The latest indicators show good results: the US economy is still growing at a rate of 1.7% as of last quarter. Except for the consumer sentiments, all of the other aspects of the economy have shown improvement. Factory orders are higher than expected. Personal income and spending have gone up while the savings rate has gone down. Seventy percent of the economy is dependent on household spending and at this rate, that huge percentage is seen in action.
On top of that, the energy choke collar has re-emerged so it is expected that consumers are more inclined towards energy efficiency. Gasoline and oil prices have gone up but because usage has decreased, Americans are able to have enough money to accommodate living expenses and with some extra cash on hand.
According to the Department of Labor, first-time jobless claims ballooned from 2000 to 374,000 in just two weeks. Most of the unemployed came from government agencies that have displaced workers due to the massive budget cuts. If the rise in oil prices is preventing fast economic growth, then more jobless claims will be expected in the coming weeks.
There is an expected addition of 163,000 jobs from the private sector by the last quarter of this year. However, the calculated gains on August will not be enough to compensate for the jobs lost earlier this year.
It appears that this year’s trend in unemployment follows the same pattern as the last 3 years. During those years, the employment rate surged during the first quarter of the year 2009 but fell during the summer because employers pulled back. The same trend happened in 2010 and 2011 and then again in 2012. If there is a way to understand why employers pull out during the summer, then the issue will be better addressed.
On Tax Collection
Meanwhile, the Daily Treasury Statement shows an increase in tax collection compared to last year’s records. It appears that the growing confidence of businesses have attributed to better economic activities leading to better tax generation.
A major part of these taxes come from the mushrooming of firms offering bad credit loans. These businesses have really taken flight the last couple of years because traditional institutions had to tighten their belts on the approval of loans. Credit score became an issue as more and more people have fallen below the creditworthiness line. But these nontraditional firms offer an immediate solution in the form of a bad credit loan without using the credit score as a requirement.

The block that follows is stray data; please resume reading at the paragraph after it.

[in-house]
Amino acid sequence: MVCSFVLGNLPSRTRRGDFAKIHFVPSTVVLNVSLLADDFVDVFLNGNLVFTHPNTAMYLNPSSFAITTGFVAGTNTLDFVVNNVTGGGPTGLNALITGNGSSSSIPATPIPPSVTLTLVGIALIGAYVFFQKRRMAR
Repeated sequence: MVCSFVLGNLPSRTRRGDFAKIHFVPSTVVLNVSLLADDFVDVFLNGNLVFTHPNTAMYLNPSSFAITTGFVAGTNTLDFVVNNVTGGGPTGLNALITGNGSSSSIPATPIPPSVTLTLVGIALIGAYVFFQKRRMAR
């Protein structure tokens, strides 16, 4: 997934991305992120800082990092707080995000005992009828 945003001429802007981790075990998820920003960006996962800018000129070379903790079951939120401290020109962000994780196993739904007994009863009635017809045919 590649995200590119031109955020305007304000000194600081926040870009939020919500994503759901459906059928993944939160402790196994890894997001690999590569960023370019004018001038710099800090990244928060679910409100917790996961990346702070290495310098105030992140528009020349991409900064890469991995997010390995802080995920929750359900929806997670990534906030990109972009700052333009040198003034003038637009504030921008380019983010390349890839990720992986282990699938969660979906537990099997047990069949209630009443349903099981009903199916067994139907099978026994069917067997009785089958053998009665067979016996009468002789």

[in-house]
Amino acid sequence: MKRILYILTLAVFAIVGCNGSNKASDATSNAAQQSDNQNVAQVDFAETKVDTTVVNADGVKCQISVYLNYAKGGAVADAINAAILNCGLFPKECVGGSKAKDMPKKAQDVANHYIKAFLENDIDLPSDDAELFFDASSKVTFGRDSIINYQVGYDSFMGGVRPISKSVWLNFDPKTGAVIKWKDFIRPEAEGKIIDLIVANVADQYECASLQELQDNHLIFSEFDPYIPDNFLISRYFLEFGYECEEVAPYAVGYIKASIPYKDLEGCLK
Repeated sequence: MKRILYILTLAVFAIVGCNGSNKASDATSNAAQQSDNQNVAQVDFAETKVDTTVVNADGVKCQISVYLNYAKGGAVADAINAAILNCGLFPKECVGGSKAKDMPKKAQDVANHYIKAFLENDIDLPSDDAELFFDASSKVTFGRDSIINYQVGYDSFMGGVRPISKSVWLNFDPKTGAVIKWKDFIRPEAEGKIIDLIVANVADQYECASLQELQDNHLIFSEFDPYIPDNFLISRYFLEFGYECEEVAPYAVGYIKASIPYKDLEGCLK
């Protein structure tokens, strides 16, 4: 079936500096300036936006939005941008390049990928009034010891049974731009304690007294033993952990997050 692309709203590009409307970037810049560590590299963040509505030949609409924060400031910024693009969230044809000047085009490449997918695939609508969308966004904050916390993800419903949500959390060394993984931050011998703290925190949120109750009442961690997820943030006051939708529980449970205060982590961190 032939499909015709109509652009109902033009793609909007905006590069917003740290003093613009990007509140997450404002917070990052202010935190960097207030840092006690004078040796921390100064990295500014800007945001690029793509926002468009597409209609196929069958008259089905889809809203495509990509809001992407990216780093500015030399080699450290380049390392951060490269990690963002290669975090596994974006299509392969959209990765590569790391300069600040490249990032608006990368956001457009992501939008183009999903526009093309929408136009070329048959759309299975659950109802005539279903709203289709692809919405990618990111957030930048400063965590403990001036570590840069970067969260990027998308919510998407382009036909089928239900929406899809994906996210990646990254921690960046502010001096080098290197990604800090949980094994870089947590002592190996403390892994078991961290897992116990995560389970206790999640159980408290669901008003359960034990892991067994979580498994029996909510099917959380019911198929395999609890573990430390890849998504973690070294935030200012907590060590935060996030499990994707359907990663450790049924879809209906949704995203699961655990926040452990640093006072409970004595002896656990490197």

Since the taxes paid by an establishment are equivalent to a percentage of its value, more taxes are collected from firms earning billions of dollars each year. Lenders offering bad credit loans are one of the companies that earn billions because of the warm reception of the employed population.
On Consumer Spending
The ISCS is happy to report that sales for the month of August have gone up with a 1.5% gain. The 14-day daily average consumer spending is set at $75, which is better compared to last year’s $68 average. This will be the fifth straight week of continued increase in consumer spending.
The Mortgage Bankers’ Association has announced that the housing Purchase Index went up by about 1.4% from the prior week. Meanwhile, the Refinance Index fell by -5.7% because of the higher mortgage rates.
Warehouses and commercial-residential establishments are getting the most attention because of business growth. Meanwhile, residential houses are also in demand following the series of perks and tax adjustments offered by the federal government.
For now, the biggest concern that needs to be tackled before the 2013 elections would be the unemployment rate. This will be the first major concern that will greet the next elected president.